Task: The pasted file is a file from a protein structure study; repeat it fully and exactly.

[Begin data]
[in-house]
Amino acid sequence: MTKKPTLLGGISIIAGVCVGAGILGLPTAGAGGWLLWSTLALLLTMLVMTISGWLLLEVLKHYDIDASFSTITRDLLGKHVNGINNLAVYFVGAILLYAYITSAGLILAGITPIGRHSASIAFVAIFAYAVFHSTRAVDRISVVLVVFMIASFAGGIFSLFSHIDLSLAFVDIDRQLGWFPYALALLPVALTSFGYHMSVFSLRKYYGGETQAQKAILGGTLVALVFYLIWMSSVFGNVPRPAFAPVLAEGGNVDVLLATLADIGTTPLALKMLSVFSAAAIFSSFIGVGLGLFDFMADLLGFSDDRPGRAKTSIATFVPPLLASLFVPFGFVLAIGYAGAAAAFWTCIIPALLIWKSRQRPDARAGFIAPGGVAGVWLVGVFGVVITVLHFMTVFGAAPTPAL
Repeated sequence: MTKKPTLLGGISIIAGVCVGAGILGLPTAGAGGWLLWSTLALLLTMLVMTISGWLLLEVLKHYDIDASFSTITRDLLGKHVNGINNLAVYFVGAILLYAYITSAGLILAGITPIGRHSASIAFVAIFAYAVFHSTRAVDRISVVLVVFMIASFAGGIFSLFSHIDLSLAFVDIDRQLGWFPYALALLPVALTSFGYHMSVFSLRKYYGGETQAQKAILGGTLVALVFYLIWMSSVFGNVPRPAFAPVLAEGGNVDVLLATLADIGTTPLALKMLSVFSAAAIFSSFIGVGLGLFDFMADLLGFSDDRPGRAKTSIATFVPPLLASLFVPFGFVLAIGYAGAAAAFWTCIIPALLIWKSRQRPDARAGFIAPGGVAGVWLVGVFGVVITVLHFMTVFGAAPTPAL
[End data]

[in-house]
Amino acid sequence: MTKKPTLLGGISIIAGVCVGAGILGLPTAGAGGWLLWSTLALLLTMLVMTISGWLLLEVLKHYDIDASFSTITRDLLGKHVNGINNLAVYFVGAILLYAYITSAGLILAGITPIGRHSASIAFVAIFAYAVFHSTRAVDRISVVLVVFMIASFAGGIFSLFSHIDLSLAFVDIDRQLGWFPYALALLPVALTSFGYHMSVFSLRKYYGGETQAQKAILGGTLVALVFYLIWMSSVFGNVPRPAFAPVLAEGGNVDVLLATLADIGTTPLALKMLSVFSAAAIFSSFIGVGLGLFDFMADLLGFSDDRPGRAKTSIATFVPPLLASLFVPFGFVLAIGYAGAAAAFWTCIIPALLIWKSRQRPDARAGFIAPGGVAGVWLVGVFGVVITVLHFMTVFGAAPTPAL
Repeated sequence: MTKKPTLLGGISIIAGVCVGAGILGLPTAGAGGWLLWSTLALLLTMLVMTISGWLLLEVLKHYDIDASFSTITRDLLGKHVNGINNLAVYFVGAILLYAYITSAGLILAGITPIGRHSASIAFVAIFAYAVFHSTRAVDRISVVLVVFMIASFAGGIFSLFSHIDLSLAFVDIDRQLGWFPYALALLPVALTSFGYHMSVFSLRKYYGGETQAQKAILGGTLVALVFYLIWMSSVFGNVPRPAFAPVLAEGGNVDVLLATLADIGTTPLALKMLSVFSAAAIFSSFIGVGLGLFDFMADLLGFSDDRPGRAKTSIATFVPPLLASLFVPFGFVLAIGYAGAAAAFWTCIIPALLIWKSRQRPDARAGFIAPGGVAGVWLVGVFGVVITVLHFMTVFGAAPTPAL